The U.S. Defense Advanced Research Projects Agency, more commonly known as DARPA, is developing a system intended to enable aerial drones to be able to choose what combat targets to engage by themselves, without input from human controllers. However, this may constitute a violation of the Geneva convention.
DARPA’s LAWS (Lethal Autonomous Weapons Systems) program would allow aerial drones to be able to autonomously differentiate between human targets that are considered threats and those that are not, independent of the human control that currently governs combat drones. The agency is also looking to develop what they call Collaborative Operations in Denied Environment (CODE), of which would allow autonomous drones to be able to co-ordinate maneuvers and attacks, again without the need for human input.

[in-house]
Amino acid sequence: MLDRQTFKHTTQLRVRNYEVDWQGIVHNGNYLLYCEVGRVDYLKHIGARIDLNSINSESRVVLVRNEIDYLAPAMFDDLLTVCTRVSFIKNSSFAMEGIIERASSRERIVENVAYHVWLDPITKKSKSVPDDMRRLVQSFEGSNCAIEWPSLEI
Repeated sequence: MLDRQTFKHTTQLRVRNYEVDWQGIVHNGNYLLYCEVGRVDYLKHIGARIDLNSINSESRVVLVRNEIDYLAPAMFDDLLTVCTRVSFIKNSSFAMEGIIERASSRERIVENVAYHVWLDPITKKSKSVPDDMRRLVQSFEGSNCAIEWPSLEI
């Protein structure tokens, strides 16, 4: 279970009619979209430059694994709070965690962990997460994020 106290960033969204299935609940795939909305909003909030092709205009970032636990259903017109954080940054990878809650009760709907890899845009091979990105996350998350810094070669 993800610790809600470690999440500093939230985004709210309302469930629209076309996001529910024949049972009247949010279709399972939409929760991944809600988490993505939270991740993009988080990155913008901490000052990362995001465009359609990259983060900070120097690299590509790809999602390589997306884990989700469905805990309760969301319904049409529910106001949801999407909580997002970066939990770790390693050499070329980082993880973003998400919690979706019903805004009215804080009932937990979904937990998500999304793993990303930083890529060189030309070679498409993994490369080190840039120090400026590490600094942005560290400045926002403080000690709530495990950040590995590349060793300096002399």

However, Stuart Russell, Professor of Computer Science, University of California, Berkeley, published an article in the journal Nature, where he points out that such systems might be in violation of the Geneva Convention. "Despite the limits imposed by physics, one can expect platforms deployed in the millions, the agility and lethality of which will leave humans utterly defenseless. This is not a desirable future," warns Russell.
The United Nations has held a series of meetings concerning DARPA’s LAWS program, and agree that the issue needs to be addressed.